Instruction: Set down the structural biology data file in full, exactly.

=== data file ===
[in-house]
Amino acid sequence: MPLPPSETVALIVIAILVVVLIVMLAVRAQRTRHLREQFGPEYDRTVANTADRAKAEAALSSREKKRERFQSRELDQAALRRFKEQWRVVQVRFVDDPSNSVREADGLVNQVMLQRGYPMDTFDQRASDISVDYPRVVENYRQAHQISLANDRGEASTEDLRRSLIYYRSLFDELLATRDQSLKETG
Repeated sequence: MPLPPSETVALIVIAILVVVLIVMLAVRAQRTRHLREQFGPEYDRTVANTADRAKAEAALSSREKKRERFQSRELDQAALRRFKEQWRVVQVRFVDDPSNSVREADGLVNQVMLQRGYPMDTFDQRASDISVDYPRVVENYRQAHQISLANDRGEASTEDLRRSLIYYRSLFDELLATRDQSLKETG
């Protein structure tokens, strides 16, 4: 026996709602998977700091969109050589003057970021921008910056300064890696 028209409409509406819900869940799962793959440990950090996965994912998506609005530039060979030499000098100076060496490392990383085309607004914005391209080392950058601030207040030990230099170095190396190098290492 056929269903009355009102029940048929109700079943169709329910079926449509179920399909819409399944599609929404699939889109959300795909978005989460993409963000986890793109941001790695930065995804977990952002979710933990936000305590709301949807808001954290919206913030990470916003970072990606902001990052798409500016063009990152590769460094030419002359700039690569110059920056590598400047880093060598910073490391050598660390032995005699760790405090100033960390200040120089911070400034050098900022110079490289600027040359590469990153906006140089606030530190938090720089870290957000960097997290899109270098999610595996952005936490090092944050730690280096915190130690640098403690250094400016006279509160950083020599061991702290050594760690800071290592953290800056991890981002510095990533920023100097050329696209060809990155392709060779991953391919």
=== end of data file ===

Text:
[in-house]
Amino acid sequence: MPLPPSETVALIVIAILVVVLIVMLAVRAQRTRHLREQFGPEYDRTVANTADRAKAEAALSSREKKRERFQSRELDQAALRRFKEQWRVVQVRFVDDPSNSVREADGLVNQVMLQRGYPMDTFDQRASDISVDYPRVVENYRQAHQISLANDRGEASTEDLRRSLIYYRSLFDELLATRDQSLKETG
Repeated sequence: MPLPPSETVALIVIAILVVVLIVMLAVRAQRTRHLREQFGPEYDRTVANTADRAKAEAALSSREKKRERFQSRELDQAALRRFKEQWRVVQVRFVDDPSNSVREADGLVNQVMLQRGYPMDTFDQRASDISVDYPRVVENYRQAHQISLANDRGEASTEDLRRSLIYYRSLFDELLATRDQSLKETG
């Protein structure tokens, strides 16, 4: 026996709602998977700091969109050589003057970021921008910056300064890696 028209409409509406819900869940799962793959440990950090996965994912998506609005530039060979030499000098100076060496490392990383085309607004914005391209080392950058601030207040030990230099170095190396190098290492 056929269903009355009102029940048929109700079943169709329910079926449509179920399909819409399944599609929404699939889109959300795909978005989460993409963000986890793109941001790695930065995804977990952002979710933990936000305590709301949807808001954290919206913030990470916003970072990606902001990052798409500016063009990152590769460094030419002359700039690569110059920056590598400047880093060598910073490391050598660390032995005699760790405090100033960390200040120089911070400034050098900022110079490289600027040359590469990153906006140089606030530190938090720089870290957000960097997290899109270098999610595996952005936490090092944050730690280096915190130690640098403690250094400016006279509160950083020599061991702290050594760690800071290592953290800056991890981002510095990533920023100097050329696209060809990155392709060779991953391919």